Robin Andrew Griffin passed from this life on Thursday, April 11, 2019, at his home in Tahoka, TX. Robin was born in Pecos, TX, on May 28th, 1952, to Andy & Nell Griffin. Robin moved to Lubbock at 6 months old & he never left for very long.
He married the love of his life, Cassie Morrison, July 9, 2010, in Lubbock.
He was preceded in death by his parents, his son, Dylan Andrew Griffin, and his best friend & drummer, Shawn Bailey. He is survived by his wife Cassie Griffin, of Tahoka, his sister-in-law, Altah Cate Bailey, & his beloved nieces, Allie & Olivia Badger.
Robin was a professional musician his entire adult life. And while he managed to get more done, with less money, for longer, than anyone else, he never had a day job for very long. He played music professionally from the time he was a teenager & he died with a guitar in his hands.
His first successful regular touring band was “Rat Madness”. Rat Madness was the first Lubbock band to ever play the famous Armadillo World Headquarters in Austin, TX. He fronted numerous bands including "Skinnet Back" & "The Back Door Blues Band," which was the last band to ever play the original Stubbs BBQ, and many more. In the early 80s, he was hired by Jesse Taylor as the featured singer & rhythm guitar player for "Jesse Taylor & Tornado Alley". Jesse commented often that Robin was his favorite singer & his opinion never changed. As vocalist in "Radio Zebra," Robin had the opportunity to record with Bill Payne of Little Feat, the Tower of Power Horns, Leland Sklar, David Linley & more. By the late 80s, Robin started finding his own, very unique voice when he put together "The Robin Griffin Band“. In the mid-90s Robin found the professional success, respect & personal satisfaction he'd strived for when he created “The Robin Griffin Group“ with Jay Hataway, Shawn Bailey & Matthew McLarty. The Robin Griffin Group would be the work he was most proud of. Also in the mid to late 90s, Robin became a lead guitar player for the first time when he teamed up with Cary Swinney. The music that Cary & Robin made together will never be forgotten.
Robin was as big a fan of music as he was a musician. He was always the biggest supporter of musicians & poets who crossed his path. Robin made no distinction between styles of music. His admiration was boundless for anyone who sincerely worked at the craft. He never lost his appreciation for talent, whether live or recorded. He spent decades just listening to artists & songs, trying to figure out how they had recorded certain tracks, or figuring out exactly how they got a certain tone. While this could (and did) drive any sane person to distraction, Robin never stopped exploring music & he never lost his wonder of music. He was always generous with his time & his talents.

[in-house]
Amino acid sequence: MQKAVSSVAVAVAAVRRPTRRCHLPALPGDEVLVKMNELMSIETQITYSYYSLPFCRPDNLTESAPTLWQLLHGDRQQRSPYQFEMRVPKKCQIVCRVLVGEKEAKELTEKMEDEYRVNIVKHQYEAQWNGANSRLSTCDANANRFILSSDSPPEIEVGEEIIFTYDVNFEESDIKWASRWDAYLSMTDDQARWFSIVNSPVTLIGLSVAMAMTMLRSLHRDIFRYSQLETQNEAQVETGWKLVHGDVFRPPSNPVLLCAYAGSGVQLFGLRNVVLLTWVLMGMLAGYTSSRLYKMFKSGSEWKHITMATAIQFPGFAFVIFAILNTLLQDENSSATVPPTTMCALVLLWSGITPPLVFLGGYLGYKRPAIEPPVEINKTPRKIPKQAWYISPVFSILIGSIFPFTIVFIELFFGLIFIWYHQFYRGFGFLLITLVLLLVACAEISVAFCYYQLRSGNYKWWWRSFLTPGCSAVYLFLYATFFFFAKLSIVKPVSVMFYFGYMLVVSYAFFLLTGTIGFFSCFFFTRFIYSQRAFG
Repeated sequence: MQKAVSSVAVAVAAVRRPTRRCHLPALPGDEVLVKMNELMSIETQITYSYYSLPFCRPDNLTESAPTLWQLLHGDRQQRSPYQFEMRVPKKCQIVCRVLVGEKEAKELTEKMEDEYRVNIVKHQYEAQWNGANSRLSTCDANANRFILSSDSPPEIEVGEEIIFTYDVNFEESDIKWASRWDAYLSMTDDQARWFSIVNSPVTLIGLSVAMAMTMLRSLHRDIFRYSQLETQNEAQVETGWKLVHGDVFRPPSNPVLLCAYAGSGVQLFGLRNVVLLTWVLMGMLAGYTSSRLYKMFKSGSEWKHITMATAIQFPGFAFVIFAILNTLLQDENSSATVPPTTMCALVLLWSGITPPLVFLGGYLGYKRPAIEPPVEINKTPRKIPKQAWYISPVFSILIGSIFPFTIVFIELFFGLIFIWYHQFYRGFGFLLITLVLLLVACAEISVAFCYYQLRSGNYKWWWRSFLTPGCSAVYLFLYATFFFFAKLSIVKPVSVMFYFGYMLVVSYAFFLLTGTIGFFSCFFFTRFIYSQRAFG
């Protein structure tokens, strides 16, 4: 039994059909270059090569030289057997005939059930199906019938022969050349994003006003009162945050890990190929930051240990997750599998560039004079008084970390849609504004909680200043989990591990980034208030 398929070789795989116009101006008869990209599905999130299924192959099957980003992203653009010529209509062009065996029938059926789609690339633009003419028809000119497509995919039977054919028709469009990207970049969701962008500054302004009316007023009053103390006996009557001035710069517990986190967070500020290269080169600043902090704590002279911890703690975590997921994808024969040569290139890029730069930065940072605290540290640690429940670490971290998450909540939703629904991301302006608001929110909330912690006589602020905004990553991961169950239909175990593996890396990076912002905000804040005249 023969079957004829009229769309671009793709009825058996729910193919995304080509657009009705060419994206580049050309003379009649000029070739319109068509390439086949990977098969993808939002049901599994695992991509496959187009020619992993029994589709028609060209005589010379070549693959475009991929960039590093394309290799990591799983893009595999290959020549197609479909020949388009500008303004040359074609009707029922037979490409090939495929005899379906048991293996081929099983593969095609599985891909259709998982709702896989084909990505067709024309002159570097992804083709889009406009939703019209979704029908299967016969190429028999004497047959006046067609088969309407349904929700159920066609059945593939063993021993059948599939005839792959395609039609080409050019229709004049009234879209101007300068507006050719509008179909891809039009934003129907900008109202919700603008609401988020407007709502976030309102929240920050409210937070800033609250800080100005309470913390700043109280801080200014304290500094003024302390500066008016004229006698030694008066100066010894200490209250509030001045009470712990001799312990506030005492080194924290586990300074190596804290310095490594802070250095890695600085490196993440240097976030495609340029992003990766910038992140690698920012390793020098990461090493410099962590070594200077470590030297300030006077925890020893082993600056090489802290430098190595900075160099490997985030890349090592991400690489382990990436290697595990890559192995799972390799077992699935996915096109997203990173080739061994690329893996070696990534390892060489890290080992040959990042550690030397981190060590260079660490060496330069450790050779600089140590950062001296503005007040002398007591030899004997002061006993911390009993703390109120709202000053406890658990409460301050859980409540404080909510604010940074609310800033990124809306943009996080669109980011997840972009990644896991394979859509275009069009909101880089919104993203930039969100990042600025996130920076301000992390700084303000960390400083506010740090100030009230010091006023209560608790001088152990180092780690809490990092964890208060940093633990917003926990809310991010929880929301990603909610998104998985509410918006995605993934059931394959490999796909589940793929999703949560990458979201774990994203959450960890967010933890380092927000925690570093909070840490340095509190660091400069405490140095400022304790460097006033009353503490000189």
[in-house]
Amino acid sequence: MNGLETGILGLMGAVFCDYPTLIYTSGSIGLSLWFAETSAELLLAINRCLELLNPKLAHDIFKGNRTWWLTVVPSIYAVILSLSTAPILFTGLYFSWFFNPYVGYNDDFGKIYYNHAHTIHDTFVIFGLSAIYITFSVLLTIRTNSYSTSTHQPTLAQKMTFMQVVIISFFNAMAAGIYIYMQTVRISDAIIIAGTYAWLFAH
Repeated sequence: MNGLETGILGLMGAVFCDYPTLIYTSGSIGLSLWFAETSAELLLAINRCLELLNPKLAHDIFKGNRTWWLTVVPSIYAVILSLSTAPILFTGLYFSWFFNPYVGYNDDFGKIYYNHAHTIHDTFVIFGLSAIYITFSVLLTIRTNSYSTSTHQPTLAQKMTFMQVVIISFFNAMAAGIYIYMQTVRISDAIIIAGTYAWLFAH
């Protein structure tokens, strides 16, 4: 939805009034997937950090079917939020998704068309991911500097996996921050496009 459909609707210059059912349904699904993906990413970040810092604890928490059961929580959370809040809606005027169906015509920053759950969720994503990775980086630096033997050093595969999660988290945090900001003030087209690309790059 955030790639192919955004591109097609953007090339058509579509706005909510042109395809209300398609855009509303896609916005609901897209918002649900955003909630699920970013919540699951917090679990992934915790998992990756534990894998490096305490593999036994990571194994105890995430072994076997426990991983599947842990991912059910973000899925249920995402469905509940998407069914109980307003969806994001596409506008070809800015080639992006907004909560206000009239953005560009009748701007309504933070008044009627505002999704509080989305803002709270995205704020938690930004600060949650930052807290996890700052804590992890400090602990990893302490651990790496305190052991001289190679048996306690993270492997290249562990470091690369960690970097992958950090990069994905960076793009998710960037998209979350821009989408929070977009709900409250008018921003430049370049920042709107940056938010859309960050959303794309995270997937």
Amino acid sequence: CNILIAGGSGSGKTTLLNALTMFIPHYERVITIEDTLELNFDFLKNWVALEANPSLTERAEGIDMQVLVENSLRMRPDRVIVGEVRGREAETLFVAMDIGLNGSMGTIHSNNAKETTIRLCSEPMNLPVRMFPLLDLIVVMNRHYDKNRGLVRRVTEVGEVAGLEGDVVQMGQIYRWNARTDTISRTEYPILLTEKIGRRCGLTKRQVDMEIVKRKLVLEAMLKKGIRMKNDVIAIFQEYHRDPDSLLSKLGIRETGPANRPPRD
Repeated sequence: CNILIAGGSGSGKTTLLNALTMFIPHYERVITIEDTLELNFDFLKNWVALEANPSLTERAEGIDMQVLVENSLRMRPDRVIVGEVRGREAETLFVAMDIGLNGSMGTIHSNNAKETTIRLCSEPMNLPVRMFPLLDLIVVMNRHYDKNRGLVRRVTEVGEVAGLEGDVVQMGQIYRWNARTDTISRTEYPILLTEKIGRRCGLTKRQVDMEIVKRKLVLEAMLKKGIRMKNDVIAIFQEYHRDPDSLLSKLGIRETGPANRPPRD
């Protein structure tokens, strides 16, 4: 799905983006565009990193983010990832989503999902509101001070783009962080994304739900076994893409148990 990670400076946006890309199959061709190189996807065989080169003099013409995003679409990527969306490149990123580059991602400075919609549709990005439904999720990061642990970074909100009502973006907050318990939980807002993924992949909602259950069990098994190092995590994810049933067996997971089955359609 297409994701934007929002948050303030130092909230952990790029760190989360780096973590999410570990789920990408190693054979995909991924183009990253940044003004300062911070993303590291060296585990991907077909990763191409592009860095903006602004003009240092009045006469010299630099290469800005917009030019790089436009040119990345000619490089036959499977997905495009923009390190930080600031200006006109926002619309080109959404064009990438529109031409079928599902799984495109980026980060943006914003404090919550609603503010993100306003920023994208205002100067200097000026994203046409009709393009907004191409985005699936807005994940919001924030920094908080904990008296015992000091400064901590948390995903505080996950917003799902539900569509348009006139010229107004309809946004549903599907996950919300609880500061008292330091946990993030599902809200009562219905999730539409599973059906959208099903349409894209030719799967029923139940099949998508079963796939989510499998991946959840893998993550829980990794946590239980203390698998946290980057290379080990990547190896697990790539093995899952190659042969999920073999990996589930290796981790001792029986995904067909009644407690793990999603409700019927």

Robin’s legacy will live on primarily through his songwriting. He recorded 3 albums of his own material: “Vanilla Grits with Mojo” & “Lubbock” with The Robin Griffin Band and, his personal favorite, the solo album, “Limited Visionary”. He also recorded with “Radio Zebra”, with Cary Swinney on “Human Masquerade”, and with Don Wise on “In Wise Hands.”
Robin Griffin was a beautiful, humorous, sly & intelligent man. In his West Texas drawl, he would tell you how it was, with no BS. He was a survivor, wrestling demons & angels, winning & losing with the same sardonic wit & sly smile he shared with bankers & bums alike. At the end of his life, he didn’t have anything to prove other than that he could be a committed husband, which he was to his Cassie. Cassie pulled him up, helped him through & then carried him out of the hell of addiction, to which he would never return.
He will be greatly missed.
A memorial service will be held at Mi Taco Village (220 Regis) this Sunday, April 28, at 2:00 pm. Junior Vasquez will be officiating & we will release Robin's ashes into the West Texas wind. Restaurant will be open and serving food. Please join us in remembering & honoring our Robin. Let's do this right & give him one last big crowd ...
To send flowers to Robin's family, please visit our floral section.